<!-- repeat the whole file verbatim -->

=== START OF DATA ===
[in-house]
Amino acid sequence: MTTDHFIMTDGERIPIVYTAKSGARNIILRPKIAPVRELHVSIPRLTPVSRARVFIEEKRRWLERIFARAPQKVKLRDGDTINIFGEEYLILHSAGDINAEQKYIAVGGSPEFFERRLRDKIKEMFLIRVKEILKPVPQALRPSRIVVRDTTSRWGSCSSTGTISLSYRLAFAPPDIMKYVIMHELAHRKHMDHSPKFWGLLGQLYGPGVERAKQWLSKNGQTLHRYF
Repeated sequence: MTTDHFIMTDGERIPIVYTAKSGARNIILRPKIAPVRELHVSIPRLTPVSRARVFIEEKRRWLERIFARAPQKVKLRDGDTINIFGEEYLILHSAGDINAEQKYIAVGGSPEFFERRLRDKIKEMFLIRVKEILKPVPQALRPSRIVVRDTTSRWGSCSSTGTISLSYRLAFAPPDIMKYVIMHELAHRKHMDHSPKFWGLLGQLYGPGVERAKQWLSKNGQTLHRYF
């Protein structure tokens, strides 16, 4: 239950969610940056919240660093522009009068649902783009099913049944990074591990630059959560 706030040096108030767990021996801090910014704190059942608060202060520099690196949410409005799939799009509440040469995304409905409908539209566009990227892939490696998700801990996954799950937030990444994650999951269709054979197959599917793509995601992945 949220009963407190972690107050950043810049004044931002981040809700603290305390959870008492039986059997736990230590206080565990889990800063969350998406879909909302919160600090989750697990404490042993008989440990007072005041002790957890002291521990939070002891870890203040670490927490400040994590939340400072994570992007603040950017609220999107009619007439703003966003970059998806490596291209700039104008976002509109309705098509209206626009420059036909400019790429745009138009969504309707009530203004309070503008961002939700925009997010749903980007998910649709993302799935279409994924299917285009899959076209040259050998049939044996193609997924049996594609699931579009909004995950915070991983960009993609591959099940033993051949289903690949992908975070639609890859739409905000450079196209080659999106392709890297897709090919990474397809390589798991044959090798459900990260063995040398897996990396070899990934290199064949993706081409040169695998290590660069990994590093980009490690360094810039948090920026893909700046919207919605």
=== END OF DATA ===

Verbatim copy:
[in-house]
Amino acid sequence: MTTDHFIMTDGERIPIVYTAKSGARNIILRPKIAPVRELHVSIPRLTPVSRARVFIEEKRRWLERIFARAPQKVKLRDGDTINIFGEEYLILHSAGDINAEQKYIAVGGSPEFFERRLRDKIKEMFLIRVKEILKPVPQALRPSRIVVRDTTSRWGSCSSTGTISLSYRLAFAPPDIMKYVIMHELAHRKHMDHSPKFWGLLGQLYGPGVERAKQWLSKNGQTLHRYF
Repeated sequence: MTTDHFIMTDGERIPIVYTAKSGARNIILRPKIAPVRELHVSIPRLTPVSRARVFIEEKRRWLERIFARAPQKVKLRDGDTINIFGEEYLILHSAGDINAEQKYIAVGGSPEFFERRLRDKIKEMFLIRVKEILKPVPQALRPSRIVVRDTTSRWGSCSSTGTISLSYRLAFAPPDIMKYVIMHELAHRKHMDHSPKFWGLLGQLYGPGVERAKQWLSKNGQTLHRYF
């Protein structure tokens, strides 16, 4: 239950969610940056919240660093522009009068649902783009099913049944990074591990630059959560 706030040096108030767990021996801090910014704190059942608060202060520099690196949410409005799939799009509440040469995304409905409908539209566009990227892939490696998700801990996954799950937030990444994650999951269709054979197959599917793509995601992945 949220009963407190972690107050950043810049004044931002981040809700603290305390959870008492039986059997736990230590206080565990889990800063969350998406879909909302919160600090989750697990404490042993008989440990007072005041002790957890002291521990939070002891870890203040670490927490400040994590939340400072994570992007603040950017609220999107009619007439703003966003970059998806490596291209700039104008976002509109309705098509209206626009420059036909400019790429745009138009969504309707009530203004309070503008961002939700925009997010749903980007998910649709993302799935279409994924299917285009899959076209040259050998049939044996193609997924049996594609699931579009909004995950915070991983960009993609591959099940033993051949289903690949992908975070639609890859739409905000450079196209080659999106392709890297897709090919990474397809390589798991044959090798459900990260063995040398897996990396070899990934290199064949993706081409040169695998290590660069990994590093980009490690360094810039948090920026893909700046919207919605």